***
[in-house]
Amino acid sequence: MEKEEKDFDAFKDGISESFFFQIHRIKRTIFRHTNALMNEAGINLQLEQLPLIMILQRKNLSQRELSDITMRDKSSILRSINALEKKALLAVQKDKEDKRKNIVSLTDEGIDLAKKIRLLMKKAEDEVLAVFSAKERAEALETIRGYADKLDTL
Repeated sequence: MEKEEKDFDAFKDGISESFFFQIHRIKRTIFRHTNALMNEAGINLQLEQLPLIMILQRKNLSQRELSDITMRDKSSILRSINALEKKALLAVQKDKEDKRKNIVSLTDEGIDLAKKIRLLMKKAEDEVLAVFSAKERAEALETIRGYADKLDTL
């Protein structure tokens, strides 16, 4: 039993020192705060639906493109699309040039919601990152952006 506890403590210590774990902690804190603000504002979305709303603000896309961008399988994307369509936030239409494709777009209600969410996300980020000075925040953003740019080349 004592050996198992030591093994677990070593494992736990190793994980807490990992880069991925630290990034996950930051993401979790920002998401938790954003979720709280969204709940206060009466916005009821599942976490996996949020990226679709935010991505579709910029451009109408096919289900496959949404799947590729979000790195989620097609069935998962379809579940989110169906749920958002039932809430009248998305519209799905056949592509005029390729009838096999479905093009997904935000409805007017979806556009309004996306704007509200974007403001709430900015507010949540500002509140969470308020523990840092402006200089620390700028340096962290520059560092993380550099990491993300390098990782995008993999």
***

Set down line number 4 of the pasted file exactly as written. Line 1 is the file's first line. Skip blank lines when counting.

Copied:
């Protein structure tokens, strides 16, 4: 039993020192705060639906493109699309040039919601990152952006 506890403590210590774990902690804190603000504002979305709303603000896309961008399988994307369509936030239409494709777009209600969410996300980020000075925040953003740019080349 004592050996198992030591093994677990070593494992736990190793994980807490990992880069991925630290990034996950930051993401979790920002998401938790954003979720709280969204709940206060009466916005009821599942976490996996949020990226679709935010991505579709910029451009109408096919289900496959949404799947590729979000790195989620097609069935998962379809579940989110169906749920958002039932809430009248998305519209799905056949592509005029390729009838096999479905093009997904935000409805007017979806556009309004996306704007509200974007403001709430900015507010949540500002509140969470308020523990840092402006200089620390700028340096962290520059560092993380550099990491993300390098990782995008993999």